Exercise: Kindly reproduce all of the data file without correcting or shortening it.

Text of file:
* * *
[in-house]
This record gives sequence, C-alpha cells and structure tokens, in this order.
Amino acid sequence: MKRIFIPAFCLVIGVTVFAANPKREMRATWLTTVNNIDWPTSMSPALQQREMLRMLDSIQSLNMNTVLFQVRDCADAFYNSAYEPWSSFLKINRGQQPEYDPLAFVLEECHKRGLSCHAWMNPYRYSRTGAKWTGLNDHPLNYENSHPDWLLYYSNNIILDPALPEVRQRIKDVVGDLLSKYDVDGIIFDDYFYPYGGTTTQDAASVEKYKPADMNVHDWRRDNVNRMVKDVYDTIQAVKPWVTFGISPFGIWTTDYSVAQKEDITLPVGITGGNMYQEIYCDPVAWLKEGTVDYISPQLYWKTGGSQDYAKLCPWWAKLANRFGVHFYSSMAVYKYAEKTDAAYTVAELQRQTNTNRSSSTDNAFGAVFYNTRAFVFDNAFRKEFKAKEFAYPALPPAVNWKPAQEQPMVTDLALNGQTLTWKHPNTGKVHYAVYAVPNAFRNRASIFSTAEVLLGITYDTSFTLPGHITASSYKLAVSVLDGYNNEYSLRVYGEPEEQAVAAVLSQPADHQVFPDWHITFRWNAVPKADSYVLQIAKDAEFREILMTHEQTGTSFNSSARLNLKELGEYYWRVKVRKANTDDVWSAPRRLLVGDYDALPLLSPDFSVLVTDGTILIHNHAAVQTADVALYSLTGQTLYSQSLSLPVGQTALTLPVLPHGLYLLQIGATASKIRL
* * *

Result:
[in-house]
This record gives sequence, C-alpha cells and structure tokens, in this order.
Amino acid sequence: MKRIFIPAFCLVIGVTVFAANPKREMRATWLTTVNNIDWPTSMSPALQQREMLRMLDSIQSLNMNTVLFQVRDCADAFYNSAYEPWSSFLKINRGQQPEYDPLAFVLEECHKRGLSCHAWMNPYRYSRTGAKWTGLNDHPLNYENSHPDWLLYYSNNIILDPALPEVRQRIKDVVGDLLSKYDVDGIIFDDYFYPYGGTTTQDAASVEKYKPADMNVHDWRRDNVNRMVKDVYDTIQAVKPWVTFGISPFGIWTTDYSVAQKEDITLPVGITGGNMYQEIYCDPVAWLKEGTVDYISPQLYWKTGGSQDYAKLCPWWAKLANRFGVHFYSSMAVYKYAEKTDAAYTVAELQRQTNTNRSSSTDNAFGAVFYNTRAFVFDNAFRKEFKAKEFAYPALPPAVNWKPAQEQPMVTDLALNGQTLTWKHPNTGKVHYAVYAVPNAFRNRASIFSTAEVLLGITYDTSFTLPGHITASSYKLAVSVLDGYNNEYSLRVYGEPEEQAVAAVLSQPADHQVFPDWHITFRWNAVPKADSYVLQIAKDAEFREILMTHEQTGTSFNSSARLNLKELGEYYWRVKVRKANTDDVWSAPRRLLVGDYDALPLLSPDFSVLVTDGTILIHNHAAVQTADVALYSLTGQTLYSQSLSLPVGQTALTLPVLPHGLYLLQIGATASKIRL